• Race. For reasons not yet determined, Black people have a greater risk of prostate cancer than do people of other races. In Black people, prostate cancer is also more likely to be aggressive or advanced.
  • Family history. If a blood relative, such as a parent, sibling or child, has been diagnosed with prostate cancer, your risk may be increased. Also, if you have a family history of genes that increase the risk of breast cancer (BRCA1 or BRCA2) or a very strong family history of breast cancer, your risk of prostate cancer may be higher.
  • Obesity. People who are obese may have a higher risk of prostate cancer compared with people considered to have a healthy weight, though studies have had mixed results. In obese people, the cancer is more likely to be more aggressive and more likely to return after initial treatment.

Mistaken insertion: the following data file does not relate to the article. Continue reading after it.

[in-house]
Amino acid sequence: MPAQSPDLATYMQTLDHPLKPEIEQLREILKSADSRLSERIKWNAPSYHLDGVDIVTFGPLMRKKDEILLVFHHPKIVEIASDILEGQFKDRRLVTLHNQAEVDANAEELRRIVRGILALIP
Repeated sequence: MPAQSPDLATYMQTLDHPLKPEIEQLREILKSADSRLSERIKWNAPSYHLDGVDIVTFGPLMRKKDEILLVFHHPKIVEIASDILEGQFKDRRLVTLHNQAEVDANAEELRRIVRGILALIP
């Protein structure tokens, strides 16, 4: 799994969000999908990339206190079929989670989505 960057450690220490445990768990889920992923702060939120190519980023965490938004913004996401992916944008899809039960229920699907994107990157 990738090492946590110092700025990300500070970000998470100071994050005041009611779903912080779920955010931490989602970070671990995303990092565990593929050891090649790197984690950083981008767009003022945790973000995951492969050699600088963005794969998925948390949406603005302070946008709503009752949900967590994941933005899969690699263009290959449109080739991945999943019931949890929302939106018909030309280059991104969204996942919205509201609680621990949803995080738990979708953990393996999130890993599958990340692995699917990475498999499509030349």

Complications

Complications of prostate cancer and its treatments include:

  • Cancer that spreads (metastasizes). Prostate cancer can spread to nearby organs, such as your bladder, or travel through your bloodstream or lymphatic system to your bones or other organs. Prostate cancer that spreads to the bones can cause pain and broken bones. Once prostate cancer has spread to other areas of the body, it may still respond to treatment and may be controlled, but it’s unlikely to be cured.
  • Incontinence. Both prostate cancer and its treatment can cause urinary incontinence. Treatment for incontinence depends on the type you have, how severe it is and the likelihood it will improve over time. Treatment options may include medications, catheters and surgery.
  • Erectile dysfunction. Erectile dysfunction can result from prostate cancer or its treatment, including surgery, radiation or hormone treatments. Medications, vacuum devices that assist in achieving erection and surgery are available to treat erectile dysfunction.

When to see a doctor

Make an appointment with your doctor if you have any persistent signs or symptoms that worry you.

Prevention

You can reduce your risk of prostate cancer if you:

  • Choose a healthy diet full of fruits and vegetables. Eat a variety of fruits, vegetables and whole grains. Fruits and vegetables contain many vitamins and nutrients that can contribute to your health.